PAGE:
It was under Christina that Sweden undertook its short-lived effort at North American colonization, known as "New Sweden". Fort Christina, the first European settlement in the environs of what is now Wilmington, Delaware (and the first permanent settlement in the Delaware Valley as a whole) was named for the Queen. North American redirects here. ... New Sweden, or Nya Sverige, was a small Swedish settlement along the Delaware River on the Mid-Atlantic coast of North America. ... Fort Christina was the first Swedish settlement in North America and the principal settlement of the New Sweden colony. ... For other uses, see Europe (disambiguation). ... : Chemical Capital of the World , Corporate Capital of the World , Credit Card Capital of the World : A Place to Be Somebody United States Delaware New Castle 17. ... The Delaware Valley is a term used widely to refer to the metropolitan area centered on the city of Philadelphia in the United States. ...


Christina was interested in theatre and ballet; a French ballet-troup under Antoine de Beaulieu was employed by the court from 1638, and there were also an Italian and a French Orchestra at court, which all inspired her much. She invited foreign companies to play at Bollhuset, such as an Italian Opera troupe in 1652 and a Dutch theatre troupe in 1653; she was also herself an amateur-actor, and amateur-theatre was very popular at court in her days. Her court poet Georg Stiernheilm wrote her several plays in the Swedish language, such as Den fångne Cupido eller Laviancu de Diane performed at court with Christina in the main part of the goddess Diana. She founded the dance order Amaranterordern in 1653. Serge Sudeikins poster for the Bat Theatre (1922). ... For other uses, see Ballet (disambiguation). ... Bollhuset, also called by the names , , and during the centuries, was the name of the first theatre of Stockholm, Sweden; it was the first Swedish theatre and the first real theatre building in Scandinavia. ...


Abdication

Christina abdicated her throne on June 5, 1654 in favour of her cousin Charles Gustavus in order to either practice openly her previously secret Catholicism, or to accept the same publicly so as to be at the centre of a scientific and artistic renaissance. The sincerity of her conversion has been questioned. In 1651, the Jesuit Paolo Casati had been sent on a mission to Stockholm in order to gauge the sincerity of her intention to become Catholic. is the 156th day of the year (157th in leap years) in the Gregorian calendar. ... Events April 5 - Signing of the Treaty of Westminster, ending the First Anglo-Dutch War. ... Charles X Gustav (Karl X Gustav) (November 8, 1622 – February 13, 1660), was King of Sweden from 1654 until his death. ... Catholic Church redirects here. ... This article is about the European Renaissance of the 14th-17th centuries. ... // Events January 1 - Charles II crowned King of Scotland in Scone. ... The Society of Jesus (Latin: Societas Iesu), commonly known as the Jesuits, is a Roman Catholic religious order. ... Paolo Casati (in Latin, Paulus Casatus) (1617-1707) was an Italian Jesuit mathematician. ... For other uses, see Stockholm (disambiguation). ...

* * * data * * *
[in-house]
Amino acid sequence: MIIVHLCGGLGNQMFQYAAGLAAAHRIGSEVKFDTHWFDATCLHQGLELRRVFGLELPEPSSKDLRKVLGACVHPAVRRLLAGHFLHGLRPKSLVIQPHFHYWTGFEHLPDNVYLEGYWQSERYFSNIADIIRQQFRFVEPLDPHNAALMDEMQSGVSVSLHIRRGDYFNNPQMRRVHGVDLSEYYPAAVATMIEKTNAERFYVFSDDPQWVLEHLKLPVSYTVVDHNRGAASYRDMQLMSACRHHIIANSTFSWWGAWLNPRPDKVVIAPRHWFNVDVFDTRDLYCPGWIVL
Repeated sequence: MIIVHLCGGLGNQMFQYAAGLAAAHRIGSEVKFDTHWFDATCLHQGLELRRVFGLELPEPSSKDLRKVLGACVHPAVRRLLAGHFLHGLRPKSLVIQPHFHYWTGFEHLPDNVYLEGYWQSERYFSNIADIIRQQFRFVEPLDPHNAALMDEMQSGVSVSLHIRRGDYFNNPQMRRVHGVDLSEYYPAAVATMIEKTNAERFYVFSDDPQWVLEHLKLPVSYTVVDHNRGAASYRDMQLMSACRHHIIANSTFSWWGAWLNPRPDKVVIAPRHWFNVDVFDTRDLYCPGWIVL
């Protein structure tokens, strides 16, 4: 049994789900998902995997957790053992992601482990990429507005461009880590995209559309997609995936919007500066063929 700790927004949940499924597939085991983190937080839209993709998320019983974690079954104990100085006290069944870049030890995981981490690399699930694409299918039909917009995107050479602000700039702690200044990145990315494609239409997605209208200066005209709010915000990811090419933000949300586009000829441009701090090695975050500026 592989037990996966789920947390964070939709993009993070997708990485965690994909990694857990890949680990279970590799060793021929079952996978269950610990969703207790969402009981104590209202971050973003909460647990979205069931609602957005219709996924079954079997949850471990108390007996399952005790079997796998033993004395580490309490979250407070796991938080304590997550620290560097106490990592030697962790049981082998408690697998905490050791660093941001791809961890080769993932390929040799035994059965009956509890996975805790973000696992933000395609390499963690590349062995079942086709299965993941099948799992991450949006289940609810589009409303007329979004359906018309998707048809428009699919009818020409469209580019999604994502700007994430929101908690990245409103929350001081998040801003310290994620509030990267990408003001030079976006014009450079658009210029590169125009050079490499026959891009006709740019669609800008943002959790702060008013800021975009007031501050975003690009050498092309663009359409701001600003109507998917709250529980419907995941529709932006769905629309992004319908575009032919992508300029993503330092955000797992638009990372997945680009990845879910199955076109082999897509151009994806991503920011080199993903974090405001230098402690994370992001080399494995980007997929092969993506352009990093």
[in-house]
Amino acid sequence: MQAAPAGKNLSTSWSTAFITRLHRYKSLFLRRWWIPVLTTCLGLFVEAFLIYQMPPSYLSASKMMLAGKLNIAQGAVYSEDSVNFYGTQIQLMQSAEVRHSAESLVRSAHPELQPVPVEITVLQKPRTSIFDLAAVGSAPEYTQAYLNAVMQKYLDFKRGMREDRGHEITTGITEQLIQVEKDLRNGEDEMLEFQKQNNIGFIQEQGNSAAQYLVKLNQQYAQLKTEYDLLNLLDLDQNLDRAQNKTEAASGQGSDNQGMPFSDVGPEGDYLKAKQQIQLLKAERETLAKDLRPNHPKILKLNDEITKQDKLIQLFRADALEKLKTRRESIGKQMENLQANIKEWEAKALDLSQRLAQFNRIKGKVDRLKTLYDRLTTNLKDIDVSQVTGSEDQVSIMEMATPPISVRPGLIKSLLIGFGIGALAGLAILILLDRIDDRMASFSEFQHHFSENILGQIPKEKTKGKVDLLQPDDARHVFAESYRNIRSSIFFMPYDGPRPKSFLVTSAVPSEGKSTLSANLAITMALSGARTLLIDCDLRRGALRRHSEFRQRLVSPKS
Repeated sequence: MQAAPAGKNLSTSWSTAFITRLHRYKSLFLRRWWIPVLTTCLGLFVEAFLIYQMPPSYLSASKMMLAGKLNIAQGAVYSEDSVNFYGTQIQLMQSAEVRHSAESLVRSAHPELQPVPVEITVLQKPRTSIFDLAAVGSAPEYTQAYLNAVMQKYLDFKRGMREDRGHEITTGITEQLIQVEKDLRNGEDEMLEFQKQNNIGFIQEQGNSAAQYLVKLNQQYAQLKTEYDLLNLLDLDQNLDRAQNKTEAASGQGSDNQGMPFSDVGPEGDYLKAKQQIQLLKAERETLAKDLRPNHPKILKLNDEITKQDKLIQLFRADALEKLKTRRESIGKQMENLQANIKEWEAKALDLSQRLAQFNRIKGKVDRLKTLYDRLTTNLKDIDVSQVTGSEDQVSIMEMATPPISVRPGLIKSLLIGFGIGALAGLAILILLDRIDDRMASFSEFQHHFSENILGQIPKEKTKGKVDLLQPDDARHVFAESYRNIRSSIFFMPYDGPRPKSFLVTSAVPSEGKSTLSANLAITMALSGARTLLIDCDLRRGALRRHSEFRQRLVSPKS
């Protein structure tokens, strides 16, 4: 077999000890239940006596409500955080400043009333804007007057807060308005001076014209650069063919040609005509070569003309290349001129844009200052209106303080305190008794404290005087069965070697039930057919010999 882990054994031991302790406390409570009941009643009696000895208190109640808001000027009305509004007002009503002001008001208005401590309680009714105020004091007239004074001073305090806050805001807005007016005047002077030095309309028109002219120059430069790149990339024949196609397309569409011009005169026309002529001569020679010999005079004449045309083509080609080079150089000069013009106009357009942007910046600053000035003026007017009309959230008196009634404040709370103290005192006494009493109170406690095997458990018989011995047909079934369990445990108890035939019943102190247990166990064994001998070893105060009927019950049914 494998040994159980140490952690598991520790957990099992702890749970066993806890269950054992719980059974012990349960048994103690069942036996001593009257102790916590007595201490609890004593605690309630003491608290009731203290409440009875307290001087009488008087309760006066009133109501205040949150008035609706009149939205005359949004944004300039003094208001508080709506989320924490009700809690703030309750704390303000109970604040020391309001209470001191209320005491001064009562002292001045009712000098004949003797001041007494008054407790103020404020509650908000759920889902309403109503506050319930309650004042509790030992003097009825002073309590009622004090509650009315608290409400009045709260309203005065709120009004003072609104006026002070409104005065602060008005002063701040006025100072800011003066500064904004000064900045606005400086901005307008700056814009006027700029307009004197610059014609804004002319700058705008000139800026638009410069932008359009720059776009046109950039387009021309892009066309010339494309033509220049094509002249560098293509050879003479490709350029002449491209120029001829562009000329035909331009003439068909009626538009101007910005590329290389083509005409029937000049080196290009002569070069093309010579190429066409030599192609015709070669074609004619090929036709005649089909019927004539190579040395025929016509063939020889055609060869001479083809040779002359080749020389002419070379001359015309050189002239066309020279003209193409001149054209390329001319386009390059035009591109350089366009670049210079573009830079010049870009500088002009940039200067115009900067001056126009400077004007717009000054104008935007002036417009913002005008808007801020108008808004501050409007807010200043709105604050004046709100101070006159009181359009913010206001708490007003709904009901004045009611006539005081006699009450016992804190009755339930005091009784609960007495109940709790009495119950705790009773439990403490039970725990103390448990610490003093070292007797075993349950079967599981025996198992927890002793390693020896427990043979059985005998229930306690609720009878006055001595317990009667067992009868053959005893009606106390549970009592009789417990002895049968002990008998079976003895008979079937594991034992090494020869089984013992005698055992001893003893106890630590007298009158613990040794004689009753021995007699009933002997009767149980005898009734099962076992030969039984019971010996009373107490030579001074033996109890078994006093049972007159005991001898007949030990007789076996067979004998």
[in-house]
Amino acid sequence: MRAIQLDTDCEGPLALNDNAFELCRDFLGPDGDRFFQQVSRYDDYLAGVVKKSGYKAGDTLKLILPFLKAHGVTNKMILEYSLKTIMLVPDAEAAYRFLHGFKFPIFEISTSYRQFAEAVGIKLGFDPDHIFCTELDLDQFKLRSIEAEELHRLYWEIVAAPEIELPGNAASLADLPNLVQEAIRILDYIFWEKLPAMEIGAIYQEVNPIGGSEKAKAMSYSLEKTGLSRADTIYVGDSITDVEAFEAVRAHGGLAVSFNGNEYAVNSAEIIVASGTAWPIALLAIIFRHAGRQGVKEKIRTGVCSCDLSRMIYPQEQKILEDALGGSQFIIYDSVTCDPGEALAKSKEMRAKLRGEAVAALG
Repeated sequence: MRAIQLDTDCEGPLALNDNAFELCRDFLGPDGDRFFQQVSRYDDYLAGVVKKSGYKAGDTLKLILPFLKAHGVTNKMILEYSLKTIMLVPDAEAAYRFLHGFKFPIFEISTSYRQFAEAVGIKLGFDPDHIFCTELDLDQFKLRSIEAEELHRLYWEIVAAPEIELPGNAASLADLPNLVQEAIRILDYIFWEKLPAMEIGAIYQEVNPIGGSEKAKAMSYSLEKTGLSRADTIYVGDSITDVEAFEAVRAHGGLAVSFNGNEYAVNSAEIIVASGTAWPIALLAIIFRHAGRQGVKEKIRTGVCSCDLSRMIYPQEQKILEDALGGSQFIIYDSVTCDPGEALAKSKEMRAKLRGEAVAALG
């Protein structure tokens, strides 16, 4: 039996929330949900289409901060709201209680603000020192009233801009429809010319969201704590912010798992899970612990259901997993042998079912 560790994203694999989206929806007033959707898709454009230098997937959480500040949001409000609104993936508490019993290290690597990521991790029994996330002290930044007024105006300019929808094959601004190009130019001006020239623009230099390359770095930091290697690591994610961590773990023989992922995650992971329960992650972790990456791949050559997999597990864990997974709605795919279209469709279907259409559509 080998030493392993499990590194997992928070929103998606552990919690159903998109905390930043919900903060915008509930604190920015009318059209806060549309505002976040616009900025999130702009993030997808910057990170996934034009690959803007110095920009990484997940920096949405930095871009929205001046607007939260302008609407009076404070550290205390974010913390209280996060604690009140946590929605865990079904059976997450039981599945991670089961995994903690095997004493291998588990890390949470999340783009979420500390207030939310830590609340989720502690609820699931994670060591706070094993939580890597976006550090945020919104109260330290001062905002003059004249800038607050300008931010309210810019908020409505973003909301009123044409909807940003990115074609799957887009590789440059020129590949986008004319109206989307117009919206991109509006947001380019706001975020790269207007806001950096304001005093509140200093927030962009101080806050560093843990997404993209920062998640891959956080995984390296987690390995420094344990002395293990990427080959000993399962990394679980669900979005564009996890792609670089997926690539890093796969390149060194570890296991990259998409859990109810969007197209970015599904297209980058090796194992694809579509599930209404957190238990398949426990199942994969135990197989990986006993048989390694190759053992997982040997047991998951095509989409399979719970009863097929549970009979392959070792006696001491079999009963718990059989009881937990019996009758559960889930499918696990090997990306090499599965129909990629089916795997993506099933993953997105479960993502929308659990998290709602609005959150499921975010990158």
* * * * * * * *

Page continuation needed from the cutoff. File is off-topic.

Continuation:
Her conversion was however not the only reason for her abdication, as there was increasing discontent with, in the words of her critics, her arbitrary and wasteful ways. Within ten years she had created 17 counts, 46 barons and 428 lesser nobles; to provide these new peers with adequate appanages, she had sold or mortgaged crown property representing an annual income of 1,200,000 riksdaler. There were clear signs that Christina was growing weary of the cares of what remained a provincial government in spite of a large conquered territory. The system of appanage has greatly influenced the territorial construction of France and explains the flag of many provinces of France. ... The Riksdaler was the name of the currency used in Sweden until 1873 when it was replaced with the krona as an effect of the Scandinavian Monetary Union. ...


Political contributions

The importunity of the senate and Riksdag on the question of her marriage was a constant source of irritation. In retirement she could devote herself wholly to art and science, and the opportunity of astonishing the world by the unique spectacle of a great king, in the prime of life, voluntarily resigning her crown, strongly appealed to her vivid imagination. It is certain that towards the end of her reign she behaved as if she were determined to do everything in her power to make herself as little missed as possible. From 1651 there was a notable change in her behavior. She cast away every regard for the feelings and prejudices of her people. She ostentatiously exhibited her contempt for the Protestant religion. Her foreign policy was flighty to the verge of foolishness. She contemplated an alliance with Spain, a state quite outside the orbit of Sweden's influence, the first fruits of which were to have been an invasion of Portugal. She utterly neglected affairs in order to plunge into a whirl of dissipation with her foreign favorites. The situation became impossible, and it was with an intense feeling of relief that the Swedes saw her depart, in masculine attire, under the name of Count Dohna[citation needed].


Setting off to Rome